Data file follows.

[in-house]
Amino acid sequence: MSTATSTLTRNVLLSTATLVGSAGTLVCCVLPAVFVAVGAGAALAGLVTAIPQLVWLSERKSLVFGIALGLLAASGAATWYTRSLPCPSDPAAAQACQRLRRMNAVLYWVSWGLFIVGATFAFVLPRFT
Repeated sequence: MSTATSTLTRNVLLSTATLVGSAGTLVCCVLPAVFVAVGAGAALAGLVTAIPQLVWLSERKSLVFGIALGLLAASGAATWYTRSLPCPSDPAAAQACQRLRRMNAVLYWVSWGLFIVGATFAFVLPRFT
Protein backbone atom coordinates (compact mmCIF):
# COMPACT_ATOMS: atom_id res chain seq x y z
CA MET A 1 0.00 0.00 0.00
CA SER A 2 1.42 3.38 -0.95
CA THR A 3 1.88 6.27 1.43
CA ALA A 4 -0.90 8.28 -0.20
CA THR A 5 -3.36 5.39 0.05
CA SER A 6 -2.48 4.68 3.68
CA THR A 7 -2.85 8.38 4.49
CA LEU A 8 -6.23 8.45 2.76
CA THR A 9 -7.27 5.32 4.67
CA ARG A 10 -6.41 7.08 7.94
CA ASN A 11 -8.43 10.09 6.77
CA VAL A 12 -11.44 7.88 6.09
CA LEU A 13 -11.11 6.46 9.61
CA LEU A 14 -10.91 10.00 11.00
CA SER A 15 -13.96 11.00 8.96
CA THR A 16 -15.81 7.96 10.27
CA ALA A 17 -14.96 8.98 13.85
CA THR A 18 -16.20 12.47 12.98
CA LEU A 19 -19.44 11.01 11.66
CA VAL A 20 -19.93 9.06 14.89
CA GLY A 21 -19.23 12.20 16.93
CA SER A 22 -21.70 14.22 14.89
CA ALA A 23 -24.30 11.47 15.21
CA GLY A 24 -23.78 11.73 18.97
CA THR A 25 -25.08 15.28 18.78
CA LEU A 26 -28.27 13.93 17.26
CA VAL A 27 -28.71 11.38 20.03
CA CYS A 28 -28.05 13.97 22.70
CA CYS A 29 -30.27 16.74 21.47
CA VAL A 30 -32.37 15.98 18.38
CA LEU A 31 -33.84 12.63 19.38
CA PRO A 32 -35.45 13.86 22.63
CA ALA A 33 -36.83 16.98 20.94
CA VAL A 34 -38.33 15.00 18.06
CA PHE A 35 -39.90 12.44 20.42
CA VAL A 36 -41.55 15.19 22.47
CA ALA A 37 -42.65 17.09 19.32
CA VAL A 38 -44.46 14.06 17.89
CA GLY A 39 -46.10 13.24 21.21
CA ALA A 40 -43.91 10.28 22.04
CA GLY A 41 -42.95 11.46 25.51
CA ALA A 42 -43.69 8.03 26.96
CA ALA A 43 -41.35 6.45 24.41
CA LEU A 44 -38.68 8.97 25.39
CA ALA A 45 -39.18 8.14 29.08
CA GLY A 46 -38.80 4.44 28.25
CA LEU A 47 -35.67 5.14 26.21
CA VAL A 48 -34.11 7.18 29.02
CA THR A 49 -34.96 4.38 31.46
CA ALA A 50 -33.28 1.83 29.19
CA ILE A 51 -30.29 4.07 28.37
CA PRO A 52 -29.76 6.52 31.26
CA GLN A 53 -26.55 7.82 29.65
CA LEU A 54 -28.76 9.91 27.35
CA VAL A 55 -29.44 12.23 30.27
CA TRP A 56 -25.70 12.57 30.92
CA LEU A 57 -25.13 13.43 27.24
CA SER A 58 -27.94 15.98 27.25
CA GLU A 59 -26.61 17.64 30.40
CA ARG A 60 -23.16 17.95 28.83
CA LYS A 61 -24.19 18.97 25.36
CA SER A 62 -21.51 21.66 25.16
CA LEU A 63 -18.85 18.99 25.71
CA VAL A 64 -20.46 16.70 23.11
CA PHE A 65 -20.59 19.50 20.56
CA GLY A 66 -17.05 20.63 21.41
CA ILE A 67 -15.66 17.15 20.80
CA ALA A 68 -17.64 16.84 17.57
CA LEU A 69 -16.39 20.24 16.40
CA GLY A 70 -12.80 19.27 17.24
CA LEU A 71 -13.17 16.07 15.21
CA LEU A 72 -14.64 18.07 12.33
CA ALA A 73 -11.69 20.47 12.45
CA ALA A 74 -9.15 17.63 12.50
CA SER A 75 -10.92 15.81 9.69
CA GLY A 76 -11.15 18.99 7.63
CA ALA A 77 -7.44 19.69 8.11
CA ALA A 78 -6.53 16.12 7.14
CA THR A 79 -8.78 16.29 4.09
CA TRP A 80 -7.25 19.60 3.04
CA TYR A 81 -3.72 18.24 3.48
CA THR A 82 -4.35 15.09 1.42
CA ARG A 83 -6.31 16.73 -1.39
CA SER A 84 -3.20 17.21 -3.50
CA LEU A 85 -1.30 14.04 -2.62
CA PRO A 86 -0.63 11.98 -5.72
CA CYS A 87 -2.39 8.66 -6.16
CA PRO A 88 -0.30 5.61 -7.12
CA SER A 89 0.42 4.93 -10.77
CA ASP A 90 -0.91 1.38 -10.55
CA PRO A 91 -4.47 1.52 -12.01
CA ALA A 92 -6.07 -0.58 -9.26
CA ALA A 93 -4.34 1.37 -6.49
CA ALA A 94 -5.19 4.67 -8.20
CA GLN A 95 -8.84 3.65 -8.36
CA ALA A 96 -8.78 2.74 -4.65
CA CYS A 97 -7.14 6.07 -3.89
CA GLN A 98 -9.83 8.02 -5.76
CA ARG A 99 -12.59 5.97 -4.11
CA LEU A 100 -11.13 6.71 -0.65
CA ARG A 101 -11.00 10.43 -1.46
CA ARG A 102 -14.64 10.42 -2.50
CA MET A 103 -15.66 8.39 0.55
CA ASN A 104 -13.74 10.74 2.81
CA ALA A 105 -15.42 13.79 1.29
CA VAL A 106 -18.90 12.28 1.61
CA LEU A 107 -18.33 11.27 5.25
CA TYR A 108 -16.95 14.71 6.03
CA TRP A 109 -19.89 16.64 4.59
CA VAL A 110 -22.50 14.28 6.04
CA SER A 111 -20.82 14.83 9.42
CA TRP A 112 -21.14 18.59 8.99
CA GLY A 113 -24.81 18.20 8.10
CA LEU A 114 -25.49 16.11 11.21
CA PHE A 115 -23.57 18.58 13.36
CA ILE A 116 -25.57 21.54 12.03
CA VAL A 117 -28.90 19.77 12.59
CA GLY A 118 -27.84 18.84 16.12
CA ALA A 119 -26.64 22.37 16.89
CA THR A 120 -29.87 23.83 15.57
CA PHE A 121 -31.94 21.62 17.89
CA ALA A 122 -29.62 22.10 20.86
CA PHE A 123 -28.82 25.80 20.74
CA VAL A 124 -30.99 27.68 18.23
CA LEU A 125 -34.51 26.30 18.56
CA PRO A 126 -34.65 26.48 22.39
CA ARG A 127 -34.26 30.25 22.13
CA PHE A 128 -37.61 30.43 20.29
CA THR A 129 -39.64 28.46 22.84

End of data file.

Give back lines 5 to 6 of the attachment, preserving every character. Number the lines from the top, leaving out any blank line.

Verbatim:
# COMPACT_ATOMS: atom_id res chain seq x y z
CA MET A 1 0.00 0.00 0.00